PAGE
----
RMA adjusts haying, grazing dates, FSA extends reporting dates
Farmers who planted cover crops on prevented plant acres will be permitted to hay, graze or chop those fields on Sept. 1 and still maintain eligibility for their full 2019 prevented planting indemnity, the Agriculture Department’s Risk Management Agency said.
RMA adjusted the 2019 final haying and grazing date from Nov. 1 to Sept. 1 to help farmers who were prevented from planting because of flooding and excess rainfall this spring.
“We recognize farmers were greatly impacted by some of the unprecedented flooding and excessive rain this spring, and we made this one-year adjustment to help farmers with the tough decisions they are facing this year,” said Agriculture Undersecretary for Farm Production and Conservation Bill Northey.
“This change will make good stewardship of the land easier to accomplish while also providing an opportunity to ensure quality forage is available for livestock this fall.”
RMA has also determined that silage, haylage and baleage should be treated in the same manner as haying and grazing for this year.
“These adjustments have been made for 2019 only,” said RMA Administrator Martin Barbre. “RMA will evaluate the prudence of a permanent adjustment moving forward.”
In a news release, RMA also noted that USDA’s Farm Service Agency is extending the deadline to report prevented plant acres in select counties, and USDA’s Natural Resources Conservation Service is holding special sign-ups for the Environmental Quality Incentives Program in certain states to help with planting cover crops on impacted lands. Farmers should contat local FSA and NRCS offices to learn more, RMA said.
Members of Congress praised USDA for the action.
“Farmers are in need of options and common-sense flexibility given this year’s disaster situation, where we have millions of acres of farm and rangeland impacted,” House Agriculture Committee Chairman Collin Peterson, D-Minn., said.
“The changes announced today by USDA will go a long way toward providing farmers and livestock producers with options to address the forage situation in many parts of the country. After hearing from hundreds of farmers at a town hall meeting, I urged the secretary to make this change, and I appreciate the willingness of Secretary (Sonny) Perdue to provide this relief to farmers and ranchers.”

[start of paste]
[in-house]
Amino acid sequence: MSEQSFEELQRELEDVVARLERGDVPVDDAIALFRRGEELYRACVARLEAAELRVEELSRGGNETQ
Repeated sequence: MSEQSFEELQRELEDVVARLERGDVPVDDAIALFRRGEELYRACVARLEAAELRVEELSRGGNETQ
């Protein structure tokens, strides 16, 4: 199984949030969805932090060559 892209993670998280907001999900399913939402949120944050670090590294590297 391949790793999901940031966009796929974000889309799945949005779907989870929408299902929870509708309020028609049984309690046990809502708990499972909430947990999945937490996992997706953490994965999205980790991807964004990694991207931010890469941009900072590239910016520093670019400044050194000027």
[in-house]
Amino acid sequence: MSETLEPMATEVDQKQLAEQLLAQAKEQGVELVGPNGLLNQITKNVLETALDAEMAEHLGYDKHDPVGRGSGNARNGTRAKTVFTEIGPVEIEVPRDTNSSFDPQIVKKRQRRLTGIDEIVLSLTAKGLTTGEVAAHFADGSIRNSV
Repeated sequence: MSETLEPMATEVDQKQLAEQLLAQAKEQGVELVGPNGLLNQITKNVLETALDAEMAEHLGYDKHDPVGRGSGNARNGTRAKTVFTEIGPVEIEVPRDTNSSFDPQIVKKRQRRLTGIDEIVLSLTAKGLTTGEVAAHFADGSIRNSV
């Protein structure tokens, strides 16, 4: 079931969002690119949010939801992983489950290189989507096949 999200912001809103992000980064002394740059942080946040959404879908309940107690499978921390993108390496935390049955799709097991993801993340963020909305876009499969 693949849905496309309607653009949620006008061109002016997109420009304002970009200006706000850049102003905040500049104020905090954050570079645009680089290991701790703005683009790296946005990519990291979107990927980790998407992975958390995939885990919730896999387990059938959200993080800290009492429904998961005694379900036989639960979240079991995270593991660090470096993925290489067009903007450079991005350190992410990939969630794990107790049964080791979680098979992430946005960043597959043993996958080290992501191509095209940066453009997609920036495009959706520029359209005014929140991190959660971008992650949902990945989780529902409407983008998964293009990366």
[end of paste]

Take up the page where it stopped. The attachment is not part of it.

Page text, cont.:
Senate Agriculture Appropriations Subcommittee Chairman John Hoeven, R-N.D., noted that he too had urged USDA to make the change.
“We appreciate USDA heeding our call to provide an earlier date for haying and grazing of cover crops on prevent plant acres,” said Hoeven. “This earlier date will help producers to better utilize cover crops, which are an important tool for our farmers that allows prevent plant acres to be better maintained.”
Senate Agriculture Committee ranking member Debbie Stabenow, D-Mich., and Sen. Gary Peters, D-Mich., in a joint statement, noted that they had urged USDA to make the change and said, “This date change will allow farmers to get more out of their land before the winter, while also addressing shortages in livestock feed caused by extreme weather.”
“Farmers across Michigan are dealing with some of the wettest weather on record — with many of our counties at or exceeding disaster-levels” said Peters. “I’m pleased the USDA is taking necessary steps to let our farmers try to salvage what they can from the planting season. I urge the USDA to take additional action to treat Michigan farmers no differently than other parts of the country that have been dealing with natural disasters.”
“I applaud the USDA for acting quickly on our request to provide relief for Michigan farmers affected by record rainfall,” said Stabenow. “It’s just common sense to help farmers get the best use out of their land after they were unable to plant their crops this year. I urge the USDA to continue along this path and ensure all impacted farmers are eligible for disaster assistance.”
Sen. Kevin Cramer, R-N.D., said, “I’ve always said it is important our policies incentivize farmers to do what they do best: grow food. This policy does exactly that by giving farmers more flexibility and discretion over how they manage their land and crops while ensuring they can receive prevent plant indemnities. I applaud the administration for taking these steps.”
National Cattlemen’s Beef Association President Jennifer Houston said, Today’s move by USDA will provide much-needed relief for hardworking farmers and ranchers trying to recover from this year’s planting season.” ❖